1. What specific development in Hunan province reinforced Mao’s convictions about the peasantry as a revolutionary force? The peasant movement in Hunan province reinforced Mao’s convictions about the peasantry as a revolutionary force. In china, man and woman are usually subjected to the domination of the three systems of authority: the state systems, the clan system, the supernatural system, and women are dominated by man. Hundreds of millions peasants have been oppressed for thousands years. Because of the china is semi-colonial and semi-feudal country, with this very special situation the peasants overthrow the local tyrants and evil gentry with strongly anger and violence. However, the political authority of the landlord is the backbone of all the other systems of authority. Therefore, others systems would be tottering if the states system was overthrow. Mao’s thought that the millions of peasant wanted to break the trammel, and they could be a mainly revolutionary force in china.
2. What criticisms have been made of the Hunan peasant movement, and how does Mao attempt to counter these criticisms? Peasants swarm into the house of local tyrants and evil gentry who are against the peasant association, slaughter their pigs and consume their grain. At the slightest provocation they make arrests, crown the arrested and parade them though the villages. Because of these behaviors, some people call “going too far”, or “exceeding the proper limits in rights a wrong”. However, Mao Zedong said “first, for ages they have used their power to tyrannize over the peasants and trample them underfoot; that’s why the peasant reacted so strongly”. Also, Mao Zedong said the revolution was a not a dinner party or something gently. It was a storm which was from poor peasant. Without using the great force, it is not possibly to overthrow the deep-rooted authority of the landlord.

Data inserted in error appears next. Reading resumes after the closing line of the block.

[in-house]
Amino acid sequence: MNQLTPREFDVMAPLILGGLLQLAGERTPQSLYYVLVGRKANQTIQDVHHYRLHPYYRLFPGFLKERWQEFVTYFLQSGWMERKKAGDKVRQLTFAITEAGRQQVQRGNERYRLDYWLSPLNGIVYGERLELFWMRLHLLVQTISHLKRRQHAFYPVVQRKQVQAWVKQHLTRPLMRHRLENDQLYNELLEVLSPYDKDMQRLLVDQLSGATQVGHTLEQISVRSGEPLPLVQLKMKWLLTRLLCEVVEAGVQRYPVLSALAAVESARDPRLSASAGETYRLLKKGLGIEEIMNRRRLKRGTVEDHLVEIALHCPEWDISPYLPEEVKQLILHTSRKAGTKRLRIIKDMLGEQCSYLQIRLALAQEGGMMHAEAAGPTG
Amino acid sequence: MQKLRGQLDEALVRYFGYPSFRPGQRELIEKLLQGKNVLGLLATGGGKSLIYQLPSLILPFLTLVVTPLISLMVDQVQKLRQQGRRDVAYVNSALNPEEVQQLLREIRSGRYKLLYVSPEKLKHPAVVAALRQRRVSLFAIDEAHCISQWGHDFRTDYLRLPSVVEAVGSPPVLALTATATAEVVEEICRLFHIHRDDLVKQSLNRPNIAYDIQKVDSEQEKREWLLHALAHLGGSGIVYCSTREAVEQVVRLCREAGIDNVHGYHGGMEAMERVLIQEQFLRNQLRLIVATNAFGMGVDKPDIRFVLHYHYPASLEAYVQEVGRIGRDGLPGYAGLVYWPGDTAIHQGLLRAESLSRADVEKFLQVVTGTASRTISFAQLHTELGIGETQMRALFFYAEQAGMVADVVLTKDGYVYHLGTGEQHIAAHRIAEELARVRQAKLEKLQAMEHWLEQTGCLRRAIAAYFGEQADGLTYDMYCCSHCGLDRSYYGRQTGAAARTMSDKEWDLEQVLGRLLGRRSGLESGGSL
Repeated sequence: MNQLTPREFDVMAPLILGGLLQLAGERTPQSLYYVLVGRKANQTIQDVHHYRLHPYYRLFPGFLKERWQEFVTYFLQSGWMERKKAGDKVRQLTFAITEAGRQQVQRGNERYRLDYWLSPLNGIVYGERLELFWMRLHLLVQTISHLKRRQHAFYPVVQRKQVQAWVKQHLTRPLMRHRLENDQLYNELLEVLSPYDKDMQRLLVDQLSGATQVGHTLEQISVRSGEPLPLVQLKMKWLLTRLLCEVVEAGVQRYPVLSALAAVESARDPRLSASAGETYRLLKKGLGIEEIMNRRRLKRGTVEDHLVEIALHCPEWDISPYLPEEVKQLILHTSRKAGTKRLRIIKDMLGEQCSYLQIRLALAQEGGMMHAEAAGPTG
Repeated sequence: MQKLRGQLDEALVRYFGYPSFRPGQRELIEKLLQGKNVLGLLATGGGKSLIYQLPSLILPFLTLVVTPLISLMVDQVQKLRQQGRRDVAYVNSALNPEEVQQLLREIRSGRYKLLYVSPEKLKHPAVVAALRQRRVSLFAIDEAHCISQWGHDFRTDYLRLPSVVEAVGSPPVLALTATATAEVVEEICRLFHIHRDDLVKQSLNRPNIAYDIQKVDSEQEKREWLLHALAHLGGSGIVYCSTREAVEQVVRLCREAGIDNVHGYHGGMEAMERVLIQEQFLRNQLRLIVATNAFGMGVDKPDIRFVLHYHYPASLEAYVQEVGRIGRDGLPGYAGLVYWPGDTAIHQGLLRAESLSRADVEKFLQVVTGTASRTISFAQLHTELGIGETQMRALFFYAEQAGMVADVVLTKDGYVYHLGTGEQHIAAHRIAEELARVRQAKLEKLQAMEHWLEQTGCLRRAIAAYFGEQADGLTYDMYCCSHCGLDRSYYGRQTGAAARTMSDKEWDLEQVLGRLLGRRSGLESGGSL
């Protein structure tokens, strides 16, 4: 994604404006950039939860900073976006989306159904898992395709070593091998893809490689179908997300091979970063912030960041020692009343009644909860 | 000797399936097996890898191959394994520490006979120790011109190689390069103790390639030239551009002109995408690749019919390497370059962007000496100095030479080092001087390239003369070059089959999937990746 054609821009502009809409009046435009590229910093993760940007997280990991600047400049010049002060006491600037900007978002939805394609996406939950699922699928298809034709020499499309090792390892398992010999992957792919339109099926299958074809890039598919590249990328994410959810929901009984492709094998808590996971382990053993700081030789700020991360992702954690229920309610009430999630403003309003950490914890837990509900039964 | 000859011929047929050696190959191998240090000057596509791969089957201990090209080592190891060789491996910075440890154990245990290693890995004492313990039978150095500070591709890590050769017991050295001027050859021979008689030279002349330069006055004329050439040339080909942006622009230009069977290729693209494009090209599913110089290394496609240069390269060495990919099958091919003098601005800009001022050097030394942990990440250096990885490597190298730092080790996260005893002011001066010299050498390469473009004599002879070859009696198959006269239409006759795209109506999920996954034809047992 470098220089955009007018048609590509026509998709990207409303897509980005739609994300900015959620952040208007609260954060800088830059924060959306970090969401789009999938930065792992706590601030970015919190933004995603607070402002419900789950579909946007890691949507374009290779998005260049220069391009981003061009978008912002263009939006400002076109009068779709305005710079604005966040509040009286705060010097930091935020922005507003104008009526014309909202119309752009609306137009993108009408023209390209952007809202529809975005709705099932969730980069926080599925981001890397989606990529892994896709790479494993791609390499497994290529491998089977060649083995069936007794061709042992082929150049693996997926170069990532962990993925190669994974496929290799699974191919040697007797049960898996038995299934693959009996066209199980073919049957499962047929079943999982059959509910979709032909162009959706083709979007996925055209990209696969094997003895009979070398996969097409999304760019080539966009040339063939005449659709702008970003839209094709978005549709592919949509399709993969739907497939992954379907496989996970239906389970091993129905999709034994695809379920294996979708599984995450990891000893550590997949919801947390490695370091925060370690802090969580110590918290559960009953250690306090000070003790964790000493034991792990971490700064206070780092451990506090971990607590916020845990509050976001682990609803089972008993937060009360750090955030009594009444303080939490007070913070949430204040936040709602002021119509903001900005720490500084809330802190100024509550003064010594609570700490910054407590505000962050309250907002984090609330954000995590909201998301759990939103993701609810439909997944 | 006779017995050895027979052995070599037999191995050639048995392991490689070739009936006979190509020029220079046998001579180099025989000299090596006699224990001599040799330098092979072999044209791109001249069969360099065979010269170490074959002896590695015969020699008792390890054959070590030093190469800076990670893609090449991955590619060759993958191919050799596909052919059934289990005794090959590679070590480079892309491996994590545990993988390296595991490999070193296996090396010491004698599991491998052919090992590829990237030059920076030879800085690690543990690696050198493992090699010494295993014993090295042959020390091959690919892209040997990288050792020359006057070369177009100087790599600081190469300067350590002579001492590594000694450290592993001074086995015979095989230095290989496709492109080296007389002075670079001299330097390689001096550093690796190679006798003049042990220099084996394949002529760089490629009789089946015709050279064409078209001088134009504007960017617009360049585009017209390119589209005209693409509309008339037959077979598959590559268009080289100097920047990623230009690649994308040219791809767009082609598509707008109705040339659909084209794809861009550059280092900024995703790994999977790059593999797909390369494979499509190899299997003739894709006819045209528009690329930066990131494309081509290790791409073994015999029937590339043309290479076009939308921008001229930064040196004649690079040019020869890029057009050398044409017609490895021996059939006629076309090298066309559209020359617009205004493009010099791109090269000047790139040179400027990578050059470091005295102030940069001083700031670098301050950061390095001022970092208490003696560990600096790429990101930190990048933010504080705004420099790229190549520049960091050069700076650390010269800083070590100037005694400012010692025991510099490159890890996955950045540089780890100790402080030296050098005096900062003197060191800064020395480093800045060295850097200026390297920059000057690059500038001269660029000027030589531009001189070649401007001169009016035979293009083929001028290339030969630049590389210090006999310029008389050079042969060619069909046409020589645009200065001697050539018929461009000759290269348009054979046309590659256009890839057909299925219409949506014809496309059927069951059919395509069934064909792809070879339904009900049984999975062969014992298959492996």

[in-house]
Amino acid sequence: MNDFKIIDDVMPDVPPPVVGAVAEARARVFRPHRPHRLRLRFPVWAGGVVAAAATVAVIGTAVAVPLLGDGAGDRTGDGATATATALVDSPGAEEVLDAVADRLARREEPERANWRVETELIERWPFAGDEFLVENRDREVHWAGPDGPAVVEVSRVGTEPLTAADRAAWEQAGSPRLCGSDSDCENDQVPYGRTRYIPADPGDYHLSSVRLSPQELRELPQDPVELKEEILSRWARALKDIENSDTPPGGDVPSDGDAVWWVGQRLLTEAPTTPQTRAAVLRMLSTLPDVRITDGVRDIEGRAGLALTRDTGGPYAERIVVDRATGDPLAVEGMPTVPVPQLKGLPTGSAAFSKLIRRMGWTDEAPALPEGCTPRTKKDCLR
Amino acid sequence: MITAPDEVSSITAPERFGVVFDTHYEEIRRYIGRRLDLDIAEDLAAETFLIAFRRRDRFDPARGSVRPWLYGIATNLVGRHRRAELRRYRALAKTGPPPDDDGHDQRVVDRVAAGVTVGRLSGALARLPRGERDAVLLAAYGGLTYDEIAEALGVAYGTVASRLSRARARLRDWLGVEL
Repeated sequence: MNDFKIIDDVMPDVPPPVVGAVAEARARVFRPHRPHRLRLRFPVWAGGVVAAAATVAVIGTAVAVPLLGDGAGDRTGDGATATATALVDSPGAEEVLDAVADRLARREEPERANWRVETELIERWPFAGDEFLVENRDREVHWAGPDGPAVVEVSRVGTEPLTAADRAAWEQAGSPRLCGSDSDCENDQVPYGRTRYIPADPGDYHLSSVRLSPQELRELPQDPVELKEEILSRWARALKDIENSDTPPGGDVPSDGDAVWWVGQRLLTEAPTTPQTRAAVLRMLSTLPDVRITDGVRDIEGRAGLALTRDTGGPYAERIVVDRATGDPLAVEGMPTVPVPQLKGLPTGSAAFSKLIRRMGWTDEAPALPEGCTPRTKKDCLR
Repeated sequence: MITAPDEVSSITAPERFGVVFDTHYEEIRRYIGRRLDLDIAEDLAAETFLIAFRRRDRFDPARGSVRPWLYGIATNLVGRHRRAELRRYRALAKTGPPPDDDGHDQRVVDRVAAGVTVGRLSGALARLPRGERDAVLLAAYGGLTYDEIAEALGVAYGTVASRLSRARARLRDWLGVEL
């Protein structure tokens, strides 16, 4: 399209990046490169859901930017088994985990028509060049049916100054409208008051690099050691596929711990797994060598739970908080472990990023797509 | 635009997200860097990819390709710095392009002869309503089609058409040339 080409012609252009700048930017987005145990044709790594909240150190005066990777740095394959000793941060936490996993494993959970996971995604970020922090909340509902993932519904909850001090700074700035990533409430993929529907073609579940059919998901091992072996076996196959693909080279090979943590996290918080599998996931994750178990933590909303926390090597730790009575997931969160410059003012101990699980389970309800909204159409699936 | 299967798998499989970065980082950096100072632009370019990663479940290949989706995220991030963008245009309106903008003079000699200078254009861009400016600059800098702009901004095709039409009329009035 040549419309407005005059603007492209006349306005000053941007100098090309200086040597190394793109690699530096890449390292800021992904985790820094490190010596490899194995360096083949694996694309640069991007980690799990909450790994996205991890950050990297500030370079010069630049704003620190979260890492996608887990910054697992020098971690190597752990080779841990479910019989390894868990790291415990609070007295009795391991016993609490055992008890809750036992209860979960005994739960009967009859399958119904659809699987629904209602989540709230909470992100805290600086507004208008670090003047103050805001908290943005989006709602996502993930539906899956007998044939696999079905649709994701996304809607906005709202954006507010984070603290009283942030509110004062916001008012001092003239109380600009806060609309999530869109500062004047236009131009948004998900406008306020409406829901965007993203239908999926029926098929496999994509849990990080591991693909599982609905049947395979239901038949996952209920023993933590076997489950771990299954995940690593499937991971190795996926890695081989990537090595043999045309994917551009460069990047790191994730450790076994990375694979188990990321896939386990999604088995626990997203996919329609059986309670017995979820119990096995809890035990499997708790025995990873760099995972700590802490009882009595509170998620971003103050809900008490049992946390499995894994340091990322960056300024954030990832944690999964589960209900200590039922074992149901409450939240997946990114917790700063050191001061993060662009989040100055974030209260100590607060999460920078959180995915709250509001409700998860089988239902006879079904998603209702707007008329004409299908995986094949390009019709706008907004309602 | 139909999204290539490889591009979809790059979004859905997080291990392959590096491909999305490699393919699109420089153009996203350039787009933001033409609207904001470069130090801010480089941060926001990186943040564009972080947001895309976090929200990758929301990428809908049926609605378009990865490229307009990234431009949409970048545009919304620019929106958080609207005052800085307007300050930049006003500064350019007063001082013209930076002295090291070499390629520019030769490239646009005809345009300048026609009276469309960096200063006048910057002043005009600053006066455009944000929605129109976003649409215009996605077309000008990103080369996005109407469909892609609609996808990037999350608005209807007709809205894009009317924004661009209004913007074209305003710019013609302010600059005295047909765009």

3. What can be learned from these two writings about Mao’s views of the role the...
Please join StudyMode to read the full document